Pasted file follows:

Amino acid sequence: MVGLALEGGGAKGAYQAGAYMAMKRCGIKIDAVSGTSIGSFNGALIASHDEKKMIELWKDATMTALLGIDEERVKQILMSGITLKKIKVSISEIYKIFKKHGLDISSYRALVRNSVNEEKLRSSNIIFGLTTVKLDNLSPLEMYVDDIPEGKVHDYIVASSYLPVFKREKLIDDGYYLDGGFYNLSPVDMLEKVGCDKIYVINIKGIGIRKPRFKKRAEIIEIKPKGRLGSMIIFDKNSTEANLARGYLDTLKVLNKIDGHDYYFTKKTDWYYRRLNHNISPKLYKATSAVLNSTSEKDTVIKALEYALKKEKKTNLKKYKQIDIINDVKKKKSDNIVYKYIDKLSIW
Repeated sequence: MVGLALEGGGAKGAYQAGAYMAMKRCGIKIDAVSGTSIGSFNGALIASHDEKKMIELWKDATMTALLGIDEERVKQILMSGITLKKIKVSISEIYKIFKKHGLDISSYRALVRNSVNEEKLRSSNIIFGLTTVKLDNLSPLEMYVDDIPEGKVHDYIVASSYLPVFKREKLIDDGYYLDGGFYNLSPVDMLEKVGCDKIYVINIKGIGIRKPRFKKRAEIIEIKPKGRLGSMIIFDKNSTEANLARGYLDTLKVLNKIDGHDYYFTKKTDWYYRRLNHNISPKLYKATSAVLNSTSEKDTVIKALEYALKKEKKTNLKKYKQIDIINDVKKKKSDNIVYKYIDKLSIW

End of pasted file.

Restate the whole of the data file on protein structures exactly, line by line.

Amino acid sequence: MVGLALEGGGAKGAYQAGAYMAMKRCGIKIDAVSGTSIGSFNGALIASHDEKKMIELWKDATMTALLGIDEERVKQILMSGITLKKIKVSISEIYKIFKKHGLDISSYRALVRNSVNEEKLRSSNIIFGLTTVKLDNLSPLEMYVDDIPEGKVHDYIVASSYLPVFKREKLIDDGYYLDGGFYNLSPVDMLEKVGCDKIYVINIKGIGIRKPRFKKRAEIIEIKPKGRLGSMIIFDKNSTEANLARGYLDTLKVLNKIDGHDYYFTKKTDWYYRRLNHNISPKLYKATSAVLNSTSEKDTVIKALEYALKKEKKTNLKKYKQIDIINDVKKKKSDNIVYKYIDKLSIW
Repeated sequence: MVGLALEGGGAKGAYQAGAYMAMKRCGIKIDAVSGTSIGSFNGALIASHDEKKMIELWKDATMTALLGIDEERVKQILMSGITLKKIKVSISEIYKIFKKHGLDISSYRALVRNSVNEEKLRSSNIIFGLTTVKLDNLSPLEMYVDDIPEGKVHDYIVASSYLPVFKREKLIDDGYYLDGGFYNLSPVDMLEKVGCDKIYVINIKGIGIRKPRFKKRAEIIEIKPKGRLGSMIIFDKNSTEANLARGYLDTLKVLNKIDGHDYYFTKKTDWYYRRLNHNISPKLYKATSAVLNSTSEKDTVIKALEYALKKEKKTNLKKYKQIDIINDVKKKKSDNIVYKYIDKLSIW